Zimmerman and Self-Defense

I mentioned the George Zimmerman trial over the shooting death of Trayvon Martin in my recent blog post. Now that the verdict is in, I feel it incumbent upon me to digest the outcome for you. My intent here is not to pass judgment on the jury’s decision one way or the other. Rather, it is to answer the question: What, as students of self-defense, can we learn from this Not Guilty verdict?

The first question that comes to mind is, What exactly was George Zimmerman found not guilty of? According to newspaper accounts, the jury acquitted Zimmerman of 2nd degree Murder and Manslaughter charges. Why? Because they could not find beyond a reasonable doubt that George Zimmerman did not shoot Trayvon Martin in self-defense.

To put it another way, the prosecution failed to establish in the jury’s minds beyond a reasonable doubt that George Zimmerman did not act in self-defense.

In other words, the defense succeeded in planting in the jury’s minds the possibility that, at the moment he pulled the trigger, George Zimmerman might have been acting in self-defense.

So, here you have a situation in which the ostensible aggressor, George Zimmerman, was acquitted of murder charges, even though by all accounts he instigated the contact with Trayvon Martin that ultimately concluded with Zimmerman firing the fatal shot that killed the teenager.
At the risk of seeming too clinical about a tragic situation, I would ask my students to consider that what Zimmerman’s trial actually proves is this: self-defense situations are fluid by nature.

Unlike film media where the good guys and the bad guys are by design clearly distinguishable, real people do not wear signs (graphic t-shirt slogans notwithstanding). They do not present us with dramatic film trailers of their daily social transactions in easily digestible patterns that show them to be good or bad in light of a given community standard of moral behavior. Whatever else we might conclude about George Zimmerman and his verdict, about Florida’s self-defense laws, or about Trayvon Martin’s part in the entire episode, we cannot deny one thing this trial has shown us: in real life, self-defense is not so easy to define.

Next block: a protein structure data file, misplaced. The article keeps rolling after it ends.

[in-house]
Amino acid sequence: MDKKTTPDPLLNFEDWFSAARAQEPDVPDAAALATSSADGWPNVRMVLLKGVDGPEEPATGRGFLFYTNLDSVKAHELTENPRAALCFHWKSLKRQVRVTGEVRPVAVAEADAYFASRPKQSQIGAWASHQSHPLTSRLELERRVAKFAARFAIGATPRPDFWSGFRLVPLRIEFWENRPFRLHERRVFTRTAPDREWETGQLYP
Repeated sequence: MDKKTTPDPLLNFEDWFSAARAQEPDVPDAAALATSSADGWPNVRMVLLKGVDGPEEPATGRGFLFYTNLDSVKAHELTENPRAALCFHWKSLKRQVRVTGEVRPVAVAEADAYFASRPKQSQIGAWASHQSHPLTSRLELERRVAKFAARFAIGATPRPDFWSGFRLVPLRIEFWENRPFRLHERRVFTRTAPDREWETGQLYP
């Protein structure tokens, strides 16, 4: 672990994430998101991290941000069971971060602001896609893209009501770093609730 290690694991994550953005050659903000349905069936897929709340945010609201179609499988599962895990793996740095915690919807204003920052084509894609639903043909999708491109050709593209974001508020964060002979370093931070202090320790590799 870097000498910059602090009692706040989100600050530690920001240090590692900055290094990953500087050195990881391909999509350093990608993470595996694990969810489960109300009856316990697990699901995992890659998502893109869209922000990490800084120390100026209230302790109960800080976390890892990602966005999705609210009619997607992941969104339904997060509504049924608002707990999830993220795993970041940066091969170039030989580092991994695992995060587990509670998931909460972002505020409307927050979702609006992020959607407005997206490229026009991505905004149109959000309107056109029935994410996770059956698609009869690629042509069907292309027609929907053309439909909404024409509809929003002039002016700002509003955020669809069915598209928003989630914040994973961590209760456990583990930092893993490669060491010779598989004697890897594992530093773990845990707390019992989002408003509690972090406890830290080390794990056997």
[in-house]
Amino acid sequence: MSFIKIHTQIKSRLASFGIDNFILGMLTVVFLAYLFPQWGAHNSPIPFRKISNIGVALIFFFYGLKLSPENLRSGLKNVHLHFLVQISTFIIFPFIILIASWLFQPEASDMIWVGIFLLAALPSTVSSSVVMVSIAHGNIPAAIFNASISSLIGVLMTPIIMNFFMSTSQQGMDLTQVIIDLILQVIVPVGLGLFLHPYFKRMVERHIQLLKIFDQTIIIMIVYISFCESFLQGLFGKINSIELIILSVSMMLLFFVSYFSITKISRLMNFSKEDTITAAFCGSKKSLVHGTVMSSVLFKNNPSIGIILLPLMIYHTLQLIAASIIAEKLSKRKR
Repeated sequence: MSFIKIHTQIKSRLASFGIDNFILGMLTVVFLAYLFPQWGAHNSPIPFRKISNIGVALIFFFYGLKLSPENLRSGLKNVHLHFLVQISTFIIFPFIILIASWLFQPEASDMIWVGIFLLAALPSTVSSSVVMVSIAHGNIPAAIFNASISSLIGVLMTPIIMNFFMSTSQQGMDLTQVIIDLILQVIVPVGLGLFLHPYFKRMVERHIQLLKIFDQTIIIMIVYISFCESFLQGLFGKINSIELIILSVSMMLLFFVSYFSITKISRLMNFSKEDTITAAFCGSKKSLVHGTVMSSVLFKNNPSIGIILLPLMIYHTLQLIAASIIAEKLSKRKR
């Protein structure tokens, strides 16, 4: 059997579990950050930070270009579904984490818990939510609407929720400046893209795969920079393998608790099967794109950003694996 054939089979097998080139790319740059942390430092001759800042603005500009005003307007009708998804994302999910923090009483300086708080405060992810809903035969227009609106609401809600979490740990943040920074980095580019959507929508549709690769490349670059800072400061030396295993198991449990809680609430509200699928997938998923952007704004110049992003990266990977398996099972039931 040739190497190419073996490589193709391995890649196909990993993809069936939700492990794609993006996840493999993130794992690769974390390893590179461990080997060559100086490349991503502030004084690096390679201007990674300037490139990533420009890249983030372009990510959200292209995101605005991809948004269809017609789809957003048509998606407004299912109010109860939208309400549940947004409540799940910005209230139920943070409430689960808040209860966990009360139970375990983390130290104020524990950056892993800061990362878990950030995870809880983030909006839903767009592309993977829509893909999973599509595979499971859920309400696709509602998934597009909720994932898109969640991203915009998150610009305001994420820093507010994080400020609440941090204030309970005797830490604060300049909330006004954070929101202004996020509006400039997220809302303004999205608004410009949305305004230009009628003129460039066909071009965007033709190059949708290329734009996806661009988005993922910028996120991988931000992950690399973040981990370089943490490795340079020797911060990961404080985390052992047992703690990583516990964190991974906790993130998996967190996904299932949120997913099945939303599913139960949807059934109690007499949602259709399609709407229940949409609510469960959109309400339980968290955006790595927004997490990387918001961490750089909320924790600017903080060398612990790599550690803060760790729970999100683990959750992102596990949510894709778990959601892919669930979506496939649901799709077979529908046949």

Well duh, I can almost hear you saying. Indeed.

And yet, as Taekwondo-ists, we may content ourselves with the fact that, because we know our art is one of self-defense, and therefore one whose skills we would not employ except in self-defense, whether of ourselves or a defenseless other who needs our help. In our minds, therefore, were we forced to act, we know we do so only because we are justified, we know we act in self-defense.

The problem is, once the situation is in the hands of judge and jury, not to mention teams of trial lawyers, the situation might not be so clear to them as it was to us when we chose to act.

In Idaho, the law dictates that an individual may act with reasonable and prudent force necessary to extinguish a threat, or the perception of a threat. Exceed what is reasonable and prudent, and you become the aggressor. (Manweiler, David, J.D.. 19 97. Unpublished research.)
So who decides how much force is reasonable and prudent?

In the actual event, you do.

In the trial, if it comes to that, the jurors do.

Everyone can imagine dire situations where the failure to act might make waiting for the police to arrive tragically moot (predatory kidnappings of children off the street come to mind.) Unless you are Batman, seeing a suspicious person walking down an alley is not one of these.  As students of Taekwondo, you must remember that physical self-defense is your last line of response, not your first. Learn not to let injuries to your pride or ego put your life and the lives of others at risk.

Do not involve yourself unnecessarily in altercations better left to Law Enforcement professionals.